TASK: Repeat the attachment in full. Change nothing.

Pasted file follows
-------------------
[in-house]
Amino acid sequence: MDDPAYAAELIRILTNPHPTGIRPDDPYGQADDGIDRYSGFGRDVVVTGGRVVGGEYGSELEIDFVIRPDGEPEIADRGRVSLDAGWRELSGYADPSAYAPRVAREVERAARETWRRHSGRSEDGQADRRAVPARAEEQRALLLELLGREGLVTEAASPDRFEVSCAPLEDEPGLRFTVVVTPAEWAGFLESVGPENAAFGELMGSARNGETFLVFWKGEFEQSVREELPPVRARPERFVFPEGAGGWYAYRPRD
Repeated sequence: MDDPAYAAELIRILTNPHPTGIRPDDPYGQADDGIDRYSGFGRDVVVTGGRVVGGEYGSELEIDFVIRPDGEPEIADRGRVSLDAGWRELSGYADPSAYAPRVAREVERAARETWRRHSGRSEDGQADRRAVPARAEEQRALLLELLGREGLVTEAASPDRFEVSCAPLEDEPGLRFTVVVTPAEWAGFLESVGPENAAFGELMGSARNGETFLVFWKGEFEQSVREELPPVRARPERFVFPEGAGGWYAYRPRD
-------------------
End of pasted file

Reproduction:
[in-house]
Amino acid sequence: MDDPAYAAELIRILTNPHPTGIRPDDPYGQADDGIDRYSGFGRDVVVTGGRVVGGEYGSELEIDFVIRPDGEPEIADRGRVSLDAGWRELSGYADPSAYAPRVAREVERAARETWRRHSGRSEDGQADRRAVPARAEEQRALLLELLGREGLVTEAASPDRFEVSCAPLEDEPGLRFTVVVTPAEWAGFLESVGPENAAFGELMGSARNGETFLVFWKGEFEQSVREELPPVRARPERFVFPEGAGGWYAYRPRD
Repeated sequence: MDDPAYAAELIRILTNPHPTGIRPDDPYGQADDGIDRYSGFGRDVVVTGGRVVGGEYGSELEIDFVIRPDGEPEIADRGRVSLDAGWRELSGYADPSAYAPRVAREVERAARETWRRHSGRSEDGQADRRAVPARAEEQRALLLELLGREGLVTEAASPDRFEVSCAPLEDEPGLRFTVVVTPAEWAGFLESVGPENAAFGELMGSARNGETFLVFWKGEFEQSVREELPPVRARPERFVFPEGAGGWYAYRPRD